FBI probes purchases of US aircraft by drug lords
By Tom Brown
MIAMI (Reuters) - A Venezuelan man has been charged with laundering drug profits to buy U.S. aircraft to smuggle cocaine, according to U.S. court documents, as the FBI broadens a probe into South American cocaine kings.
The man, Pedro Jose Benavides-Natera, goes on trial in Miami next month and more arrests may be forthcoming, thanks to a confidential informant who shed light on the drug-money-for-aircraft laundering scheme, the documents show.
The documents were filed in U.S. District Court for the Southern District of Florida in October.
In them, FBI agent Michael Hoenigman says the informant was "personally involved with a confederation of individuals" whose job was to scout out U.S. aircraft desired by Venezuela-based drug traffickers and help broker transactions to buy them to ferry cocaine shipments around the globe.
Last year's arrest of Benavides was part of a more sweeping investigation of money laundering schemes aimed at uncovering the purchase of aircraft in the United States by South American traffickers, the court documents show.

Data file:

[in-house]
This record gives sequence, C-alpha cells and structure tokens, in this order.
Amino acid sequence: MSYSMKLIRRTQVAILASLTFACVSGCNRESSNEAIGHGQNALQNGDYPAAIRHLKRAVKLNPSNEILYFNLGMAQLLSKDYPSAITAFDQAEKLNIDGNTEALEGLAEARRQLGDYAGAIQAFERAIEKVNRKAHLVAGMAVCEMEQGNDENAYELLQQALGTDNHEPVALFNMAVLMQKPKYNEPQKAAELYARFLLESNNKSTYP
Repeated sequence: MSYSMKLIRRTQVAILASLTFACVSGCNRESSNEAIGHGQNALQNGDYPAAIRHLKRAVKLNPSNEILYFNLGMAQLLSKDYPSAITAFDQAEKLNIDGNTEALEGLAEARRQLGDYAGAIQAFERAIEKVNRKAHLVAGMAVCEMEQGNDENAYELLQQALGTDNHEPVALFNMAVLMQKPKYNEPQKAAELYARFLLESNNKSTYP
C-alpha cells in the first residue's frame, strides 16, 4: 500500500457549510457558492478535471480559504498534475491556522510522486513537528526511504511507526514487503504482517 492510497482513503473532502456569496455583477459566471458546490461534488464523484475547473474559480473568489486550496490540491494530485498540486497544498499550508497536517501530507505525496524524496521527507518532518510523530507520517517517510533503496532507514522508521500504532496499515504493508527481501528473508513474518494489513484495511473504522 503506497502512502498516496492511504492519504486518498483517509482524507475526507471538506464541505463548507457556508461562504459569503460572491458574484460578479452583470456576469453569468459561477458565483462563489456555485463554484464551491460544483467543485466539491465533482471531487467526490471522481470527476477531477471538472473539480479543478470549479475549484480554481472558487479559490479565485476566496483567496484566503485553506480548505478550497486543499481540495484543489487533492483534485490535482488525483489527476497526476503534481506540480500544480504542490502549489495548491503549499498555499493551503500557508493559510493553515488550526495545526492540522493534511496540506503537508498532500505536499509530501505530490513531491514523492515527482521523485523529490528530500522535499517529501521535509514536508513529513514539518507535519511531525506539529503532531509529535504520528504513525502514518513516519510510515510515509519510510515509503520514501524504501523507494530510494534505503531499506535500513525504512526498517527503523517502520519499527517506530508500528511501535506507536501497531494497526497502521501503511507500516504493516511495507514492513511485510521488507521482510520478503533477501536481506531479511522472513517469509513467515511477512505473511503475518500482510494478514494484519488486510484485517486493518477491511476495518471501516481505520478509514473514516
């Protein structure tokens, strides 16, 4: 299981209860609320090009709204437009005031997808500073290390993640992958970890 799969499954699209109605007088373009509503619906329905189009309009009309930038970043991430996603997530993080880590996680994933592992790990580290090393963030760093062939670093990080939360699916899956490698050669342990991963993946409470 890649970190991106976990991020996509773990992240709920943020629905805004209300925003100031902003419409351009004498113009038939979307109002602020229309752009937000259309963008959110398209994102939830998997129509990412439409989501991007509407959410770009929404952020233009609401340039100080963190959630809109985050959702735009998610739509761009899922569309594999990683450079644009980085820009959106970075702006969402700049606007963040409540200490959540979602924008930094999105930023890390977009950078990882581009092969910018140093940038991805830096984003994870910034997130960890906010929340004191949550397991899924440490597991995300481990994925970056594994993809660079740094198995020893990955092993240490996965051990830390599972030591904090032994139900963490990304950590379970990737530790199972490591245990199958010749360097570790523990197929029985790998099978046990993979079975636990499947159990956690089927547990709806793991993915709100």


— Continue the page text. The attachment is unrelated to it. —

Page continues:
Steve Robertson, a spokesman at the U.S. Drug Enforcement Administration in Washington, described the schemes as "very imaginative" since they involved the purchase of a tangible asset for multiple possible uses.
"In addition to the product, in this case an airplane that has a high resale value, it's something they can use to use for their smuggling," he said.
According to the indictment, Benavides opened an account at what it identified as the Commerce Bank in Miami in December 2000 that was subsequently used to launder drug profits and broker deals for the purchase of a U.S.-registered twin-engine King Air E90 in September 2006.
The plane was bought from a Miami company and sent to Venezuela using money that Benavides allegedly funneled from Venezuela-based traffickers through a Mexican money exchange into his Miami account.
An attorney for Benavides could not be reached for comment. But while he entered a not guilty plea earlier this month, the indictment says he confessed to handling "money transfers" for unidentified drug trafficking organizations to purchase aircraft used to transport drugs.
The traffickers Benavides is alleged to have worked for also sought to buy a twin-engine Cessna Conquest II using drug profits laundered through Benavides' Miami bank account, the indictment says.
The Conquest II is the aircraft of choice among traffickers transporting cocaine from Venezuela for the long haul to Africa, the indictment says. Africa has become an increasingly important staging point for drug shipments to Europe, international police organizations say.
(Editing by Cynthia Osterman)